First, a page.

Gender Structure in Working Place in Japan

by Asako Morita

Gender role has been considered as a part of culture and behaviors of people tend to be based on gender role. In Japan, historically men have worked outside and women have been housewives. This family structure is recognized as common sense so many workplaces are not well prepared for women to work long and secured. Because of the whole structure, women are easy to be in an economically vulnerable position. In this short essay, I would like to seek Northern European countries where more women have well advanced in society and what systems can fit in Japanese system.

In Japan, lifetime employment system has been normal and once you quit a job, it is hard to get a job which has as same as the previous condition.  However, with the onset of cataclysmic changes in the economic climate in 2009, employers began laying off and dismissing massive numbers of non-permanent workers and workers employed on a part-time or contract basis for periods of less than one year. Compared to regular employment, non-regular employment is able to receive limited company’s benefit package and unsecured. In Japan, about 60 percent of women quit jobs after they get married or give birth and afterward, they only have option to work as a non-regular or part-time workers. Because of the common sense of gender role, men tend not to do housekeeping or child caring but working as a breadwinner. It means only super women can raise children and work at the same time.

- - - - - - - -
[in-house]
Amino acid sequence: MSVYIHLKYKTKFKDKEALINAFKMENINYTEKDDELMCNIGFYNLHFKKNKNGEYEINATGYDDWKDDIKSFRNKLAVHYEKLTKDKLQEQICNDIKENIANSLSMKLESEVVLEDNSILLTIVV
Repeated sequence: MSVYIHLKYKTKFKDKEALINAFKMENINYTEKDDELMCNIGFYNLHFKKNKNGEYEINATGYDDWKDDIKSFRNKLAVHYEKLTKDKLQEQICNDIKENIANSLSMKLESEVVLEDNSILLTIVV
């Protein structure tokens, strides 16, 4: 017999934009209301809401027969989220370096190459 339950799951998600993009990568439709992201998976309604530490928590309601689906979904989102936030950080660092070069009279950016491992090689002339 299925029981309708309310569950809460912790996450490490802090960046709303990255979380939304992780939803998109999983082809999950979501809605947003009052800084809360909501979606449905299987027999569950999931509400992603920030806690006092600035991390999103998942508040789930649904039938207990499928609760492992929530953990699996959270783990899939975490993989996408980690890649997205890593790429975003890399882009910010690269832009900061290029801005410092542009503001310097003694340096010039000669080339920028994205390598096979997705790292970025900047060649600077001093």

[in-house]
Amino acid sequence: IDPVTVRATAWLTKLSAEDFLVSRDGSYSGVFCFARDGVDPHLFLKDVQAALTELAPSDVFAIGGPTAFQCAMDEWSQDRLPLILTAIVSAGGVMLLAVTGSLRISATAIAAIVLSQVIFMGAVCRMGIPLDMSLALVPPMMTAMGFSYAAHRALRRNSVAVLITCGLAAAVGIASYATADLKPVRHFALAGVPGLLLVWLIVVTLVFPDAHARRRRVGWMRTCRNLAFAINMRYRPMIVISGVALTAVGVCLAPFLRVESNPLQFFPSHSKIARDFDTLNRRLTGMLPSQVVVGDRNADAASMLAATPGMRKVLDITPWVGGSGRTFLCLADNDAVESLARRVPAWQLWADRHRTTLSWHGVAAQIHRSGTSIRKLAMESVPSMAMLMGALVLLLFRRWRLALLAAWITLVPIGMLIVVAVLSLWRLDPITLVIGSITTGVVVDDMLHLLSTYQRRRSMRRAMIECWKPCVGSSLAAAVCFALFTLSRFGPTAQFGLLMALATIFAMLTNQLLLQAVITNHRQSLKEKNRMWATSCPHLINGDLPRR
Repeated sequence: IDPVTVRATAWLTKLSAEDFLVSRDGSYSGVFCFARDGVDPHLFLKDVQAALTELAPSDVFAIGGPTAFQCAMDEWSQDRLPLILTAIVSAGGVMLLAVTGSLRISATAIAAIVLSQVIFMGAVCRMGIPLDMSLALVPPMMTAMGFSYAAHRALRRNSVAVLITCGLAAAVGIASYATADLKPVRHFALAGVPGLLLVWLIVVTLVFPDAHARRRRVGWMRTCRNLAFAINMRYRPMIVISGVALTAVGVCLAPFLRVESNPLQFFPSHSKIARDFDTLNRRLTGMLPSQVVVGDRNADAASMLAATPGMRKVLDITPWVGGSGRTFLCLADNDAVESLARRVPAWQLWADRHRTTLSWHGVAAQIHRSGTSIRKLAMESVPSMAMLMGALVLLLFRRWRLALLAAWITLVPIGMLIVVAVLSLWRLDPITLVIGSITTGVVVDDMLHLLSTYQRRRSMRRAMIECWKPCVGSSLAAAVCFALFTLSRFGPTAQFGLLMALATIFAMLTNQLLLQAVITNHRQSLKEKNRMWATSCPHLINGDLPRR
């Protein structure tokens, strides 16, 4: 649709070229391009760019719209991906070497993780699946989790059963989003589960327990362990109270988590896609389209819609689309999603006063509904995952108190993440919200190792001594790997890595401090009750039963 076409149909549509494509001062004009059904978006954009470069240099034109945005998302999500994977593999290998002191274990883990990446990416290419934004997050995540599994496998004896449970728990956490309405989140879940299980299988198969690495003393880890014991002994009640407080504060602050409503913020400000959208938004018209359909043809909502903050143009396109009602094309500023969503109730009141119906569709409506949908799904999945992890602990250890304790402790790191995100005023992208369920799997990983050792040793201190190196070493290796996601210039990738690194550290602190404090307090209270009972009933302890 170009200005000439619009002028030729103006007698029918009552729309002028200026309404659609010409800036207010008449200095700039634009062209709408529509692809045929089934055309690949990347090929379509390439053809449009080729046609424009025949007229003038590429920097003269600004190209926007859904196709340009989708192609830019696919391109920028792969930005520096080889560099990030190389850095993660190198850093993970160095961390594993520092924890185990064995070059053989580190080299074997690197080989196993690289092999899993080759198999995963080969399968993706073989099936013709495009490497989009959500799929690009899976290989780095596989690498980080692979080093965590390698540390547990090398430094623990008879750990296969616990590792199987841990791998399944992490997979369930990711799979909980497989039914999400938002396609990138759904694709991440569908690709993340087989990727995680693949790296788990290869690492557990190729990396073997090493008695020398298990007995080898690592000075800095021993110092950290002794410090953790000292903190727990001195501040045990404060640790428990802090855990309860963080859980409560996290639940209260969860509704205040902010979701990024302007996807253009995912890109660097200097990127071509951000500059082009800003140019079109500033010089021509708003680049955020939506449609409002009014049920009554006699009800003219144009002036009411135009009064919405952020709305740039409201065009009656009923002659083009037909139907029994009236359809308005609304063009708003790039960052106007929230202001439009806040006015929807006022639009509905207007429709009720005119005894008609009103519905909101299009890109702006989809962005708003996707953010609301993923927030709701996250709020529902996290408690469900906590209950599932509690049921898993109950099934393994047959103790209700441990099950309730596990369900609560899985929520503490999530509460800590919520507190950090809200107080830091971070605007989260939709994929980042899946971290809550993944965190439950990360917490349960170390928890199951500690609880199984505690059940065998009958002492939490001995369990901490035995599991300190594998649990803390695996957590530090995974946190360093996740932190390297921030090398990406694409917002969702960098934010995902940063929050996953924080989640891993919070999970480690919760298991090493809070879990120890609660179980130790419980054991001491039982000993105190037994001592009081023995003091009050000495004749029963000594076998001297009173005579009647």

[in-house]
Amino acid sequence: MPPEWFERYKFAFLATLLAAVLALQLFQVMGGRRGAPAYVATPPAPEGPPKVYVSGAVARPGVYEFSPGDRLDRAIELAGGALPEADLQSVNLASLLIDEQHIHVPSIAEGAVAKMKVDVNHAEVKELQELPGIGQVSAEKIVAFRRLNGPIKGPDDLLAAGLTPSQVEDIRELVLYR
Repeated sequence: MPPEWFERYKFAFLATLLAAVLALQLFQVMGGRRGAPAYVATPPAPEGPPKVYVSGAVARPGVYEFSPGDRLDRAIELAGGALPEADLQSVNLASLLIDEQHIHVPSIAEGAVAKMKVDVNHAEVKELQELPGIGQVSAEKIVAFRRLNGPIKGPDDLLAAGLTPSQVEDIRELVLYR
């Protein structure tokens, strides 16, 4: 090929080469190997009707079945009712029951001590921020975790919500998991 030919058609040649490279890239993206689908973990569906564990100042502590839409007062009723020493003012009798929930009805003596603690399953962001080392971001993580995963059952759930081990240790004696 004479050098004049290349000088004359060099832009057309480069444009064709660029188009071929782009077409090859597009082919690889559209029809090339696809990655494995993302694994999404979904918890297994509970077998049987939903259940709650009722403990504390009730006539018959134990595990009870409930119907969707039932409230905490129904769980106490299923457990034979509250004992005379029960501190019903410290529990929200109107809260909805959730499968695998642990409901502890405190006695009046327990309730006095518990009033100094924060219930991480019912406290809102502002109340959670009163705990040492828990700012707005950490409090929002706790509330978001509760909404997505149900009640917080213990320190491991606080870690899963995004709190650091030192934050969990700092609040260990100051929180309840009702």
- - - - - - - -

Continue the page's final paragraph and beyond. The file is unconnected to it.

On the other hand, in Northern European countries, even though most women work as non-regular workers, they are satisfied with the job condition and they are able to handle both raising children and working since non-regular workers can work flexibly. The biggest difference from Japanese system is that non-regular workers are also well secured and they can receive a good benefit package from company. Therefore, most women choose to take non-regular jobs and they do not have to give up anything. Other difference is how long men contribute to family and households. I think one of the reason is working hour of Japanese men is too long and not enough time to be at home.

Surely it is difficult to fit the whole system of Northern European countries to Japan. However, I think Japanese working environment has way less flexibility and it hinders the entrance of women into the workforce. Now it is essential to create more flexibility at workplaces and expanding career switch market for both women and men’s opportunity for balancing work and family.

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